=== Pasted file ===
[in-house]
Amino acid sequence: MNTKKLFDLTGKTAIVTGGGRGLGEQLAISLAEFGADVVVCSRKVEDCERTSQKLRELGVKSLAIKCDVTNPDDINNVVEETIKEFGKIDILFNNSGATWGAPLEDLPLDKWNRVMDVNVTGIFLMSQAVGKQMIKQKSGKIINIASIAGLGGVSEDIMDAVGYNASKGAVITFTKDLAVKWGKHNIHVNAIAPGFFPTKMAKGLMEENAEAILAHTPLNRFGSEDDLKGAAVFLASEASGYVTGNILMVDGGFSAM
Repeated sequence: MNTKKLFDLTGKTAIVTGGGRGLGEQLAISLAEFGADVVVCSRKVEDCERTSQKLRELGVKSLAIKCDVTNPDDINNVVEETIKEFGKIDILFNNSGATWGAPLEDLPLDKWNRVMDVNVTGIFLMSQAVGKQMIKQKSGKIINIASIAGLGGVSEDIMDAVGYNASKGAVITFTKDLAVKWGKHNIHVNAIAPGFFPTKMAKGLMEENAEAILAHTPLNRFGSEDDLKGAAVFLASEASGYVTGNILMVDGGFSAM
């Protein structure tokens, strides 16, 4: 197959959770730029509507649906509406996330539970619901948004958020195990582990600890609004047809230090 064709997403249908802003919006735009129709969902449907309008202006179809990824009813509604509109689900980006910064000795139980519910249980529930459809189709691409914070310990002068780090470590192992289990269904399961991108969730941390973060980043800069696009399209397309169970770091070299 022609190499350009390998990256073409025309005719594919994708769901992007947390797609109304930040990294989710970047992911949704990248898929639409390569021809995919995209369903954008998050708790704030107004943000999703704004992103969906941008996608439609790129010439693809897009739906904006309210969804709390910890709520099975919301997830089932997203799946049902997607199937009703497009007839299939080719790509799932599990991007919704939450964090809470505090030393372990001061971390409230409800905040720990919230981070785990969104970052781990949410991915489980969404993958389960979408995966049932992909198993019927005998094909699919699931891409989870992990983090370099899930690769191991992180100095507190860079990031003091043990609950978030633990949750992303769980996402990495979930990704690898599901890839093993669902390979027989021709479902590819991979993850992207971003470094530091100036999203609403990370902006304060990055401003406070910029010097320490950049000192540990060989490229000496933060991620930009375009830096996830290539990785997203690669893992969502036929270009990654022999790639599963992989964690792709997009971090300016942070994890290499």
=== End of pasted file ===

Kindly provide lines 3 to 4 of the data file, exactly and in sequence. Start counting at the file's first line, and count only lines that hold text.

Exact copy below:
Repeated sequence: MNTKKLFDLTGKTAIVTGGGRGLGEQLAISLAEFGADVVVCSRKVEDCERTSQKLRELGVKSLAIKCDVTNPDDINNVVEETIKEFGKIDILFNNSGATWGAPLEDLPLDKWNRVMDVNVTGIFLMSQAVGKQMIKQKSGKIINIASIAGLGGVSEDIMDAVGYNASKGAVITFTKDLAVKWGKHNIHVNAIAPGFFPTKMAKGLMEENAEAILAHTPLNRFGSEDDLKGAAVFLASEASGYVTGNILMVDGGFSAM
């Protein structure tokens, strides 16, 4: 197959959770730029509507649906509406996330539970619901948004958020195990582990600890609004047809230090 064709997403249908802003919006735009129709969902449907309008202006179809990824009813509604509109689900980006910064000795139980519910249980529930459809189709691409914070310990002068780090470590192992289990269904399961991108969730941390973060980043800069696009399209397309169970770091070299 022609190499350009390998990256073409025309005719594919994708769901992007947390797609109304930040990294989710970047992911949704990248898929639409390569021809995919995209369903954008998050708790704030107004943000999703704004992103969906941008996608439609790129010439693809897009739906904006309210969804709390910890709520099975919301997830089932997203799946049902997607199937009703497009007839299939080719790509799932599990991007919704939450964090809470505090030393372990001061971390409230409800905040720990919230981070785990969104970052781990949410991915489980969404993958389960979408995966049932992909198993019927005998094909699919699931891409989870992990983090370099899930690769191991992180100095507190860079990031003091043990609950978030633990949750992303769980996402990495979930990704690898599901890839093993669902390979027989021709479902590819991979993850992207971003470094530091100036999203609403990370902006304060990055401003406070910029010097320490950049000192540990060989490229000496933060991620930009375009830096996830290539990785997203690669893992969502036929270009990654022999790639599963992989964690792709997009971090300016942070994890290499």